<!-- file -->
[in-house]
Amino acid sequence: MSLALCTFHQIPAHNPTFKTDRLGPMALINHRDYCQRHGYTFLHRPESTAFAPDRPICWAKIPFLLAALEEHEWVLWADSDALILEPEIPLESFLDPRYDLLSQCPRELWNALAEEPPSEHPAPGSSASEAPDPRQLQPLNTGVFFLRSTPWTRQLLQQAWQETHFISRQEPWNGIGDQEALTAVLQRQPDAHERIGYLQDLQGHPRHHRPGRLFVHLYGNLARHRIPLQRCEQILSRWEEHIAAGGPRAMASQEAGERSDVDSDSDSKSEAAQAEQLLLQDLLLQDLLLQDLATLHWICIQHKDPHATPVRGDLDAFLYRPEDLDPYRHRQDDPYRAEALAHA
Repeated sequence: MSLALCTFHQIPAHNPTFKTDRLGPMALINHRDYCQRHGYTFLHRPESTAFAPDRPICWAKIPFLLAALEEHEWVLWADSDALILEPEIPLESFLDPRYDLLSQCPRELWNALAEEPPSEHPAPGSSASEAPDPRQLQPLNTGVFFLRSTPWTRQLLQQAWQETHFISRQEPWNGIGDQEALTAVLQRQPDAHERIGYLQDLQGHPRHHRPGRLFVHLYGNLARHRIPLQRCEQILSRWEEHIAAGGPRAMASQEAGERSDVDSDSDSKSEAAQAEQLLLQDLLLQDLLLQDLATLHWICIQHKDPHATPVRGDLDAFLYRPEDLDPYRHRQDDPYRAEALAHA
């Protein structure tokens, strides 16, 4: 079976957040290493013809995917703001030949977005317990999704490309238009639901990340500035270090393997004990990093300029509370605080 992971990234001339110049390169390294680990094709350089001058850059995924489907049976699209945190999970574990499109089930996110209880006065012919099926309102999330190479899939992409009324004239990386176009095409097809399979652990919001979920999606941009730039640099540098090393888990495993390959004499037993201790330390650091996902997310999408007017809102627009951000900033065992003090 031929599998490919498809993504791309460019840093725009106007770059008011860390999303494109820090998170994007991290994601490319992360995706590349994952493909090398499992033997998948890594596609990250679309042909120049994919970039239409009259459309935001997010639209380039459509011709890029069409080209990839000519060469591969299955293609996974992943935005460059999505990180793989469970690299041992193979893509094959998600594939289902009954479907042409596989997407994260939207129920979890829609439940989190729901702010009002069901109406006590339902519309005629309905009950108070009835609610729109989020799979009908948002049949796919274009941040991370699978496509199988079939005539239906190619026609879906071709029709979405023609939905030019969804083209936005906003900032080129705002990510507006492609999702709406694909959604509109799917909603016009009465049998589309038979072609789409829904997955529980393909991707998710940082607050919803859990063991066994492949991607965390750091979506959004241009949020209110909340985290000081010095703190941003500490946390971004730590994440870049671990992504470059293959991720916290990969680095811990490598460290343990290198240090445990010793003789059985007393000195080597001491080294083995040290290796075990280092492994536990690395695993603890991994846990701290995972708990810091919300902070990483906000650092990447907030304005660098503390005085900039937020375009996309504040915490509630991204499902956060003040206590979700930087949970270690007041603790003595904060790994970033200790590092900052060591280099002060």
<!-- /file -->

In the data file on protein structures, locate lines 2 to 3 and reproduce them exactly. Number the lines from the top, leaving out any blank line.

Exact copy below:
Amino acid sequence: MSLALCTFHQIPAHNPTFKTDRLGPMALINHRDYCQRHGYTFLHRPESTAFAPDRPICWAKIPFLLAALEEHEWVLWADSDALILEPEIPLESFLDPRYDLLSQCPRELWNALAEEPPSEHPAPGSSASEAPDPRQLQPLNTGVFFLRSTPWTRQLLQQAWQETHFISRQEPWNGIGDQEALTAVLQRQPDAHERIGYLQDLQGHPRHHRPGRLFVHLYGNLARHRIPLQRCEQILSRWEEHIAAGGPRAMASQEAGERSDVDSDSDSKSEAAQAEQLLLQDLLLQDLLLQDLATLHWICIQHKDPHATPVRGDLDAFLYRPEDLDPYRHRQDDPYRAEALAHA
Repeated sequence: MSLALCTFHQIPAHNPTFKTDRLGPMALINHRDYCQRHGYTFLHRPESTAFAPDRPICWAKIPFLLAALEEHEWVLWADSDALILEPEIPLESFLDPRYDLLSQCPRELWNALAEEPPSEHPAPGSSASEAPDPRQLQPLNTGVFFLRSTPWTRQLLQQAWQETHFISRQEPWNGIGDQEALTAVLQRQPDAHERIGYLQDLQGHPRHHRPGRLFVHLYGNLARHRIPLQRCEQILSRWEEHIAAGGPRAMASQEAGERSDVDSDSDSKSEAAQAEQLLLQDLLLQDLLLQDLATLHWICIQHKDPHATPVRGDLDAFLYRPEDLDPYRHRQDDPYRAEALAHA